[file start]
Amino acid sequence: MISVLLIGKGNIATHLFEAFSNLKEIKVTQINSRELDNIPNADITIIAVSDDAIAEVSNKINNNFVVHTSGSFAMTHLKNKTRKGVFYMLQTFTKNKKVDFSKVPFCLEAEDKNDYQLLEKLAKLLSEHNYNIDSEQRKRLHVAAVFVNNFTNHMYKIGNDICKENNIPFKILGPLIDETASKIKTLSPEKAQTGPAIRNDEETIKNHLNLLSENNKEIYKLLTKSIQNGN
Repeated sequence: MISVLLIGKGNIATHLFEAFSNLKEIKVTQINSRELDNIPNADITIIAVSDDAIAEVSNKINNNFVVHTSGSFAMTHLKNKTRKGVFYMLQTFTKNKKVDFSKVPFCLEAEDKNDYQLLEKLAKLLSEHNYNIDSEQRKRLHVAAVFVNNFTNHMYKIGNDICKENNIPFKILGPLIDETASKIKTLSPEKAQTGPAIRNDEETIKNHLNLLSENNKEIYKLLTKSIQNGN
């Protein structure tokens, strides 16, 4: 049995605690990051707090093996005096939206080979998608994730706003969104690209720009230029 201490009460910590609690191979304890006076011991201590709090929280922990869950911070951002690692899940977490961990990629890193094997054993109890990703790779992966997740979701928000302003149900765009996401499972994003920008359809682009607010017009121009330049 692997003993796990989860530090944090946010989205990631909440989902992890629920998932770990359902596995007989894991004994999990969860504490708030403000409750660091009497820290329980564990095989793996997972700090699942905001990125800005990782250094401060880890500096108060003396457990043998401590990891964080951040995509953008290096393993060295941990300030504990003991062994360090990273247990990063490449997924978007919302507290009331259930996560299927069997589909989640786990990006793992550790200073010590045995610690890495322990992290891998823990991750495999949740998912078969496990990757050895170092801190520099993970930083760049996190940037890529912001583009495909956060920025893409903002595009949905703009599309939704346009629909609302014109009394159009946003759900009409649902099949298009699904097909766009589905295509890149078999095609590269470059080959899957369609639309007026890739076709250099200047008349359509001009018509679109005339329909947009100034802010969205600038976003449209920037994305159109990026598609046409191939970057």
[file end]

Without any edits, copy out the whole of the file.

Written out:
Amino acid sequence: MISVLLIGKGNIATHLFEAFSNLKEIKVTQINSRELDNIPNADITIIAVSDDAIAEVSNKINNNFVVHTSGSFAMTHLKNKTRKGVFYMLQTFTKNKKVDFSKVPFCLEAEDKNDYQLLEKLAKLLSEHNYNIDSEQRKRLHVAAVFVNNFTNHMYKIGNDICKENNIPFKILGPLIDETASKIKTLSPEKAQTGPAIRNDEETIKNHLNLLSENNKEIYKLLTKSIQNGN
Repeated sequence: MISVLLIGKGNIATHLFEAFSNLKEIKVTQINSRELDNIPNADITIIAVSDDAIAEVSNKINNNFVVHTSGSFAMTHLKNKTRKGVFYMLQTFTKNKKVDFSKVPFCLEAEDKNDYQLLEKLAKLLSEHNYNIDSEQRKRLHVAAVFVNNFTNHMYKIGNDICKENNIPFKILGPLIDETASKIKTLSPEKAQTGPAIRNDEETIKNHLNLLSENNKEIYKLLTKSIQNGN
């Protein structure tokens, strides 16, 4: 049995605690990051707090093996005096939206080979998608994730706003969104690209720009230029 201490009460910590609690191979304890006076011991201590709090929280922990869950911070951002690692899940977490961990990629890193094997054993109890990703790779992966997740979701928000302003149900765009996401499972994003920008359809682009607010017009121009330049 692997003993796990989860530090944090946010989205990631909440989902992890629920998932770990359902596995007989894991004994999990969860504490708030403000409750660091009497820290329980564990095989793996997972700090699942905001990125800005990782250094401060880890500096108060003396457990043998401590990891964080951040995509953008290096393993060295941990300030504990003991062994360090990273247990990063490449997924978007919302507290009331259930996560299927069997589909989640786990990006793992550790200073010590045995610690890495322990992290891998823990991750495999949740998912078969496990990757050895170092801190520099993970930083760049996190940037890529912001583009495909956060920025893409903002595009949905703009599309939704346009629909609302014109009394159009946003759900009409649902099949298009699904097909766009589905295509890149078999095609590269470059080959899957369609639309007026890739076709250099200047008349359509001009018509679109005339329909947009100034802010969205600038976003449209920037994305159109990026598609046409191939970057």